Learn if sugar is gluten-free, which types of sugar are gluten-free, and brands you can trust to always be gluten-free.
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If you’ve been following a gluten-free diet for any amount of time, you may have noticed that a lot of gluten-free packaged foods contain added sugar.
In fact, a lot of these foods contain more sugar than the same products that aren’t gluten-free.
So should you be concerned about eating sugar on a gluten-free diet? Is it okay to eat?
As I was researching this post I found a LOT of content online simply saying you just shouldn’t eat sugar on a gluten-free diet, because it is inflammatory and bad for your gut.
While I agree and know this to be true, I know for sure that’s not what you came to this page to read.
Sure, more sugar isn’t necessarily great for you and your body overall. But neither is going to a website and finding some blogger or diet “expert” shaming you for wanting to make a batch of chocolate chip cookies.
For this post, we’re going to have to just agree that sometimes you just want to know what’s “safe” and not get a lecture while finding out the answer. Okay, I’ll step off my soapbox now.
Let’s dig into the types of sugar and discuss if this ingredient is okay to eat on a gluten-free diet, plus determine if other kinds of baking sugar, like brown sugar or powdered sugar are gluten-free.
There are two types of sugar: natural sugars and added sugars.
Natural sugars are always gluten-free as they’re found naturally in fruit or vegetables. There’s no possibility for natural sugars to contain gluten, because you’re enjoying the sugar right from the source: in bananas, apples, tomatoes, and beets.
Added sugars are made from beets, sugar cane, or other natural sugars and are then processed. These are taken from their original natural sources and manufactured into a crystalized form so we can add them to recipes at home.
While they are naturally sourced, from beets or sugar cane, they are processed. Any food that’s processed deserves a careful eye when following a gluten-free diet.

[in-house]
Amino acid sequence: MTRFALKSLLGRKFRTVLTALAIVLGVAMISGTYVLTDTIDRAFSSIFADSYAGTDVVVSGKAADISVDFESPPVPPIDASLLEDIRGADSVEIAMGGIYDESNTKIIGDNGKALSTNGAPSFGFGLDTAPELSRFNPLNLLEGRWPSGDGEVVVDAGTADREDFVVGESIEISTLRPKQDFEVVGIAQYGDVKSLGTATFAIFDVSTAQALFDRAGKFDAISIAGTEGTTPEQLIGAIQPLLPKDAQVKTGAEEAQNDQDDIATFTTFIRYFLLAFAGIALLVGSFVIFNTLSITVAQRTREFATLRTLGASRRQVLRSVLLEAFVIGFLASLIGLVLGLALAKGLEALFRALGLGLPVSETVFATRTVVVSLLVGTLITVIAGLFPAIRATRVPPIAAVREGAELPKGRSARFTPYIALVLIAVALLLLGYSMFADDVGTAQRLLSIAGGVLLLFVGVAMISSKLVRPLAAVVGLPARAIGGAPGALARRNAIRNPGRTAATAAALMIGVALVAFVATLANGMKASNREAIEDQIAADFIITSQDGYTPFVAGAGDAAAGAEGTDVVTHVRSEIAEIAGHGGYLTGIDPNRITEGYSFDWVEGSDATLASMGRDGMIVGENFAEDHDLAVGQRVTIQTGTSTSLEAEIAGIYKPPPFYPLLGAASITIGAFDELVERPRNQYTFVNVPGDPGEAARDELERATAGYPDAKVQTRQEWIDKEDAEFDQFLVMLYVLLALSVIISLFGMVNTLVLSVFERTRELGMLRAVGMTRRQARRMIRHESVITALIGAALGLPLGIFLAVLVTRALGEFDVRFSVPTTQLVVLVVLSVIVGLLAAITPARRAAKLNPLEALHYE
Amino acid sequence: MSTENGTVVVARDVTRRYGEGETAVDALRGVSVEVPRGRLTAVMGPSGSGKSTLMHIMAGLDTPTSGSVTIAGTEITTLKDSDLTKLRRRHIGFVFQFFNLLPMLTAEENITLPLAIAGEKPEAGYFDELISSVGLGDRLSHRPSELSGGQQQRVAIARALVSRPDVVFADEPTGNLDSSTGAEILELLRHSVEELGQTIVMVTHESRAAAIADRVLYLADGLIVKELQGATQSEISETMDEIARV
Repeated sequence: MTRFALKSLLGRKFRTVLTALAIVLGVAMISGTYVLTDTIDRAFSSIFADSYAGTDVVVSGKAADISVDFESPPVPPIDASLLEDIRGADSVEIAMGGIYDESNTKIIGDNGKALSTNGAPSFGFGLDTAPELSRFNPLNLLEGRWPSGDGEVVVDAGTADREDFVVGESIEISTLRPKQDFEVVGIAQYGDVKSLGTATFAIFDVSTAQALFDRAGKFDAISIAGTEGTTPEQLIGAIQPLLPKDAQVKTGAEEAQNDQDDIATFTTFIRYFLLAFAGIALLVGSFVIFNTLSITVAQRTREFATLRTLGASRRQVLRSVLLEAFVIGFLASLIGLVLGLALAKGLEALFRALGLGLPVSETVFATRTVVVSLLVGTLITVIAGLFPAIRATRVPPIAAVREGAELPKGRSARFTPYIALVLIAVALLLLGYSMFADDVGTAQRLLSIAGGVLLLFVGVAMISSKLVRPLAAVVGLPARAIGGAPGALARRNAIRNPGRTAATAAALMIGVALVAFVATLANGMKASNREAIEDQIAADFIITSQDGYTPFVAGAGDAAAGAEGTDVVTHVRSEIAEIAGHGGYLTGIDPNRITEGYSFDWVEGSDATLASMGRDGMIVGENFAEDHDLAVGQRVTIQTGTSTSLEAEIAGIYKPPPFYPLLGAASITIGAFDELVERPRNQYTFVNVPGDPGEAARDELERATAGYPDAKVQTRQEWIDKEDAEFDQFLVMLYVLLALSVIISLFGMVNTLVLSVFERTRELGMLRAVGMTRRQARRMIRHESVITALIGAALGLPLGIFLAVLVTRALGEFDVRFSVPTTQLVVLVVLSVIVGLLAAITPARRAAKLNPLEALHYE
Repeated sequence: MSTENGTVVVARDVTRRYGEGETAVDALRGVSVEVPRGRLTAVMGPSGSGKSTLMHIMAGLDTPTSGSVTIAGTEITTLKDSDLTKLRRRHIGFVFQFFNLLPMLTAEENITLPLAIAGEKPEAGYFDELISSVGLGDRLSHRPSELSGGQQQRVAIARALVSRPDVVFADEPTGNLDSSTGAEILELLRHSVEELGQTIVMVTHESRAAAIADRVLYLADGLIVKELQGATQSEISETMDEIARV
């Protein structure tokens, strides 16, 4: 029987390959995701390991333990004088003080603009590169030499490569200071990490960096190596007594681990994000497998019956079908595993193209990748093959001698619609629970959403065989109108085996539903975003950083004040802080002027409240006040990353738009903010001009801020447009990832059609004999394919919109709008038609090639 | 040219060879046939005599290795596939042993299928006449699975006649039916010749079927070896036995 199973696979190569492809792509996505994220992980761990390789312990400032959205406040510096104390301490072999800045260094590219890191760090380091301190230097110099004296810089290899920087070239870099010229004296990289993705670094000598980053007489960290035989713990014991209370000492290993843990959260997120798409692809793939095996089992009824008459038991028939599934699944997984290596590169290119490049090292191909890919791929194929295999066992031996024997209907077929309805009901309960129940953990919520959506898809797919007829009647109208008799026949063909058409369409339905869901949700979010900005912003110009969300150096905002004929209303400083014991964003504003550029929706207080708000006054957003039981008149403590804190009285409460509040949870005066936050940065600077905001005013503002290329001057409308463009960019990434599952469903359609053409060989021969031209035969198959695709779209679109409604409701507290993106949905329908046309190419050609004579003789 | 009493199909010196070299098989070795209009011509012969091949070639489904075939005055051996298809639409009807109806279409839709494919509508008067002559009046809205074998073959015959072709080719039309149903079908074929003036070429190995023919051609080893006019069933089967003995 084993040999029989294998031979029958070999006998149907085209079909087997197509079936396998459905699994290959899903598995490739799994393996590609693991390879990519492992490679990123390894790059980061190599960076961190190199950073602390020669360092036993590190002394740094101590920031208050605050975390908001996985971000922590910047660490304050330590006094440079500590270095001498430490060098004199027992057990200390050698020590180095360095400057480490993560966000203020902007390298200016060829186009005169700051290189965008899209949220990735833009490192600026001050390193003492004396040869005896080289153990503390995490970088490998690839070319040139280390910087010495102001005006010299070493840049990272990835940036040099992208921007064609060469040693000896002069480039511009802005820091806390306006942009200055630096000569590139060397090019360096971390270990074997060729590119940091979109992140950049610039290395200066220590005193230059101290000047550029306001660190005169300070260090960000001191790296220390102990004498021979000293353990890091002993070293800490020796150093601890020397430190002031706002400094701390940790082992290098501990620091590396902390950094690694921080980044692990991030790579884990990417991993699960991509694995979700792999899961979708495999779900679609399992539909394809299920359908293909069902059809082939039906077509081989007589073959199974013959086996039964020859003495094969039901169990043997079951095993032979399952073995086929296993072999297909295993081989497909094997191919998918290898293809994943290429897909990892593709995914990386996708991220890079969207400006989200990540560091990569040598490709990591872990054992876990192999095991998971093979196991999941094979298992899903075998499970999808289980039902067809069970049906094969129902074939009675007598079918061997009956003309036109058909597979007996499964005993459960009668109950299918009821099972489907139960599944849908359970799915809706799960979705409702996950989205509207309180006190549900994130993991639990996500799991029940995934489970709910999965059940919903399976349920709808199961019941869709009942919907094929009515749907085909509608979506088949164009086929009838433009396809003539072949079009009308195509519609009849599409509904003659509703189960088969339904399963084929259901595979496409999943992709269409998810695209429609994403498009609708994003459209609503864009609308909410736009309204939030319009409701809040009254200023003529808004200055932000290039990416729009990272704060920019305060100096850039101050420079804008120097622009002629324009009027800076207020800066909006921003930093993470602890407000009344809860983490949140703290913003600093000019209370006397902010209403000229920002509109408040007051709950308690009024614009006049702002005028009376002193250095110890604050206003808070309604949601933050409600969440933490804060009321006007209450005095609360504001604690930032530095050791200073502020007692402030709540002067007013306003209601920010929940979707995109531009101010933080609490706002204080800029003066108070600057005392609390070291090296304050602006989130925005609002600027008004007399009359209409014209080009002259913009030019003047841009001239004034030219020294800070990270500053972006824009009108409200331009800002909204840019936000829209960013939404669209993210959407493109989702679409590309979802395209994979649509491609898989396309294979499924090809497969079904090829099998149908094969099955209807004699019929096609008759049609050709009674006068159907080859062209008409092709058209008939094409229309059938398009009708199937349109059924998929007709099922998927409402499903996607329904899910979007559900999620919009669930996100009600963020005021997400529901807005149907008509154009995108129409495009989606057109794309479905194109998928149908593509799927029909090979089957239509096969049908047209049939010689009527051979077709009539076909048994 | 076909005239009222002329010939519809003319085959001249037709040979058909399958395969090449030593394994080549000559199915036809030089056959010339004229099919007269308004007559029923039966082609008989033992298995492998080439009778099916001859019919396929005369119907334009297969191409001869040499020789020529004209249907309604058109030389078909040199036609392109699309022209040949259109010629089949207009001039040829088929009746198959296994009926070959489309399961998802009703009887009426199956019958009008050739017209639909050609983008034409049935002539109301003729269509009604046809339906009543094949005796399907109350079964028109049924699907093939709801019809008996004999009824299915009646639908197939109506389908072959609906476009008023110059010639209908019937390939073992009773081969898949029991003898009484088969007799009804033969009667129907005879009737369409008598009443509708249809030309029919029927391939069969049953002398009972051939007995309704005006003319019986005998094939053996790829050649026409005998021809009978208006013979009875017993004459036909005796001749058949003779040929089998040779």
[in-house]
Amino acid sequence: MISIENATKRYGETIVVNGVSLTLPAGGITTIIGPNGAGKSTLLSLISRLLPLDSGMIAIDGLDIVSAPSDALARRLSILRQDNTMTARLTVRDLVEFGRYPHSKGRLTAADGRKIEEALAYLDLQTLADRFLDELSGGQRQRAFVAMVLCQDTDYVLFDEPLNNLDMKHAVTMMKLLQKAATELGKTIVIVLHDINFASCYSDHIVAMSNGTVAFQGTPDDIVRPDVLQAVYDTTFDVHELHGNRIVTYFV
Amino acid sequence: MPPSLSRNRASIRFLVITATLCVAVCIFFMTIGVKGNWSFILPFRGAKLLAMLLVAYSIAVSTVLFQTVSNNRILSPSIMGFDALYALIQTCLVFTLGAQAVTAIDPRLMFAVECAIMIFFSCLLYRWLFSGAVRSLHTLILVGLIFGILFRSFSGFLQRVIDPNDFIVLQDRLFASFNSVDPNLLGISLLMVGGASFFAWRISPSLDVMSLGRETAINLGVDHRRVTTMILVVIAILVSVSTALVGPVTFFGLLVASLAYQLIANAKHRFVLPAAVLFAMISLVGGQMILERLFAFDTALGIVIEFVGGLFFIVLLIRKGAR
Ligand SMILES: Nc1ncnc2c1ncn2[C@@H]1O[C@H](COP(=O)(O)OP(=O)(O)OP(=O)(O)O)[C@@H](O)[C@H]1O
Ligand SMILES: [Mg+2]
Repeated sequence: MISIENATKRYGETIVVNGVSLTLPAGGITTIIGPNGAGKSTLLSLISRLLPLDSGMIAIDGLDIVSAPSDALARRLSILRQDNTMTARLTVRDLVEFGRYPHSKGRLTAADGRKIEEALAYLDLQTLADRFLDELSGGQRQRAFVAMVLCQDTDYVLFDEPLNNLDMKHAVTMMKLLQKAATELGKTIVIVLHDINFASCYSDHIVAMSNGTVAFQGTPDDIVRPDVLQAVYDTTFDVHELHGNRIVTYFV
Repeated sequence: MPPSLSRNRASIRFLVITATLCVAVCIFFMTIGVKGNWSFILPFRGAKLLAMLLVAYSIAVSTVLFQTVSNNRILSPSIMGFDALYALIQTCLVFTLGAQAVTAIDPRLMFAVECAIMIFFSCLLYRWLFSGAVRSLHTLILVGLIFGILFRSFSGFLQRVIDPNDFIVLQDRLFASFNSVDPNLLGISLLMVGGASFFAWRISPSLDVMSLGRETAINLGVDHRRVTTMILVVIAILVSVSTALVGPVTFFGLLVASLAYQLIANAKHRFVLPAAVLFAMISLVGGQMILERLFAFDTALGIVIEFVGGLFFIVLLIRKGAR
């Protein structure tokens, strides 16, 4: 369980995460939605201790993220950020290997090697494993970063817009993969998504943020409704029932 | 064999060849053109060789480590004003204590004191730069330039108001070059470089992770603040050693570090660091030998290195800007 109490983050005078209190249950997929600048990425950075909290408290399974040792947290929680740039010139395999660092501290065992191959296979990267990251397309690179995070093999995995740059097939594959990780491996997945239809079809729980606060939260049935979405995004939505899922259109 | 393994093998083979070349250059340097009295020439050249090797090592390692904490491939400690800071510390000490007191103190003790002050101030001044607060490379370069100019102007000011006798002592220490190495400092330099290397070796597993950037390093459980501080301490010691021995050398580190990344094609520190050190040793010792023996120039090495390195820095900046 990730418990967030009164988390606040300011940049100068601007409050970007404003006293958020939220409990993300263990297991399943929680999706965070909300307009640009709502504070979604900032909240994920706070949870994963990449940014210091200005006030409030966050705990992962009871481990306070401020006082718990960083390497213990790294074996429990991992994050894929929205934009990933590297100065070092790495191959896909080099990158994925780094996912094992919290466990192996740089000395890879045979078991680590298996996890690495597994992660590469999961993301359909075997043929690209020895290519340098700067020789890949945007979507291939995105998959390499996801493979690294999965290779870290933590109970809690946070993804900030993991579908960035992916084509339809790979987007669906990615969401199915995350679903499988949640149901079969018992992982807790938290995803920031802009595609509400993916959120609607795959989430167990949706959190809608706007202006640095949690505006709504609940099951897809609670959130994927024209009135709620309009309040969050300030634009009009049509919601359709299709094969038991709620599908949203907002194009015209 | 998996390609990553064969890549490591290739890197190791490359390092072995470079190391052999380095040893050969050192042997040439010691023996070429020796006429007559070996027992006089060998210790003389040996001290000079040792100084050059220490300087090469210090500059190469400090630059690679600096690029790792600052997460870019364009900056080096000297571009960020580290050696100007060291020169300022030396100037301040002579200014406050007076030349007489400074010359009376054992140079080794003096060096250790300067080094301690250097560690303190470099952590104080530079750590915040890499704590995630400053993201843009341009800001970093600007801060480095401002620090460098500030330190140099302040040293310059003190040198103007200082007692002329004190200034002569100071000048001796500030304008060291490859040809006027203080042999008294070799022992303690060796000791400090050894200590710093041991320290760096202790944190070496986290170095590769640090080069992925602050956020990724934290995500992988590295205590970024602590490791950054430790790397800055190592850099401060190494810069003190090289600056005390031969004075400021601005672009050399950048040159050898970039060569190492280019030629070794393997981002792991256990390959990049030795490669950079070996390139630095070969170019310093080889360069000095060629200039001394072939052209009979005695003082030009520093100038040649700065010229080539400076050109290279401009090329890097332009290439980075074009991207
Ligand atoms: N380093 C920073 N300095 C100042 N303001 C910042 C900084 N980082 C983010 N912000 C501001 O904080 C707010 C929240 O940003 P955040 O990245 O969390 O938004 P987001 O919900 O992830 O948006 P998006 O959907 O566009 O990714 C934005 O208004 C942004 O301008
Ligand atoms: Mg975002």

If you love to bake, sugar is a staple in your pantry. So let’s uncover the relationship sugar has with gluten and if this is an ingredient you need to take note of in your gluten-free diet.
What is gluten?
Gluten is a protein found in most wheat products, and acts as the “glue” that helps to hold wheat, barley, kamut, spelt, farro, durum, bulgur, rye, and semolina together to maintain their shape.
Gluten is naturally occurring, and therefore is impossible to strip away from the grain. If a grain naturally has gluten in it, there’s no way to make that food gluten-free.
Processed foods are likely to contain gluten in the form of additives or preservatives, and can hide under various names so it’s not always obvious what is or isn’t gluten.
Is sugar gluten-free?
Pure sugar is naturally gluten-free, as it comes from beets or sugar cane, which do not have any gluten proteins in them. If you follow a gluten-free diet, most sugar is safe to enjoy.
Depending on your level of gluten sensitivity, you may be concerned about cross contamination. Although this isn’t too common, it can happen.
Tips for ensuring your sugar is gluten-free
Here are some tips to consider when looking for sugar that’s gluten-free, and avoiding cross contamination whenever possible.
Take note of the location the sugar is in the store